Archive for November, 2009

I hate church signs. They almost always express some cheesy albeit esoteric sentiment understood only by those who speak in denominational clichés. My favorite is:  CH _ _ CH   What’s missing? UR! (lol) Yeah, and I’ll probably be missing for quite some time until you can stop embarrassing me in public with your tired wit.

Recently, however, I saw one with true merit. It contained real hope, real optimism. It read Today’s problems are tomorrow’s testimonies. OK, so it’s a little corny as well, but it is true nonetheless.

My past problems are the things which I have overcome and now make up my “victory file.” When I get self-critical, I can remember one of those events and think “I finished that!” or “I did that well!” or “I came through that in one piece!”

Oh yeah, there are failures as well, but I remember them as learning experiences, not as painful losses. I choose to see all of these things as lessons learned, positive outcomes, –victories.

I like victories.


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I sat in the meeting with the old man. He was in his 70’s at the time and was one of those old guys who had been disillusioned in his more idealistic youthful days. He tried hard to be tolerant, and for the most part was, but just underneath you could tell he was a person who was just plain fed up with being surrounded by incompetence.

I recall the words of George Carlin:

Scratch any cynic, and (underneath) you’ll find a disappointed idealist.”

The old man told me that he had a very personal view of “the useless” in life. When he was six years old, his mother asked him what he wanted for his birthday. He told here there was an American Indian costume in the Sears catalog he really liked. The order was placed, and after weeks of waiting the box arrived. He described the delivery of the brown paper-wrapped box and how his eyes nearly popped out of their sockets as he and his mother unwrapped the small brown-clothed costume.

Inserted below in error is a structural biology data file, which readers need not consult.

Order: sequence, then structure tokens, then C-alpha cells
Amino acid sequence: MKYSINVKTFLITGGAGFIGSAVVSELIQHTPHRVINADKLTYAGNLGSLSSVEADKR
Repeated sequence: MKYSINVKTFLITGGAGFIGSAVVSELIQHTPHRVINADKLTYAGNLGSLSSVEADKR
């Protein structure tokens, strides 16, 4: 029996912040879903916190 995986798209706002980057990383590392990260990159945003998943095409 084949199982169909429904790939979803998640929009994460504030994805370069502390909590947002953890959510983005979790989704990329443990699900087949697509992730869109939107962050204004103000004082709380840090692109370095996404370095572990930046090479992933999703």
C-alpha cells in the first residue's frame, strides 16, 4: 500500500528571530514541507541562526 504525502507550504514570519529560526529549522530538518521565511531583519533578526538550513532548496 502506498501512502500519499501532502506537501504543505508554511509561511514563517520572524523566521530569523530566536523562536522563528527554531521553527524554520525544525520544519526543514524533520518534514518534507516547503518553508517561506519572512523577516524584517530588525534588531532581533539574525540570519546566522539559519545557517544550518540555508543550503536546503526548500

Presently, his father arrived home from work and asked what all the excitement was about. The happy boy and smiling mother showed the tired father the birthday gift. “What?” the father snapped. “This is how you two waste my hard-earned money?” And with that he picked up the costume with one hand, and opened the door to the coal stove with the other. He stuffed the little Indian costume into the fire, beat it down with the poker,  slammed the door, and left the room with a huff and grumble.

Nearly seventy years had passed since that day, but he related the story to me as if the pain was as fresh as that morning’s shaving nick. I have never forgotten the tone of his voice, nor the look on his face as he told me the tale of how that day shattered his feelings so. Incalculable are the opportunities, the happy experiences, the expressions of love and acceptance that both he and his father missed because of the events of that day.

And you better believe that teachers can create the same injuries as well.

Don’t you dare be one of them.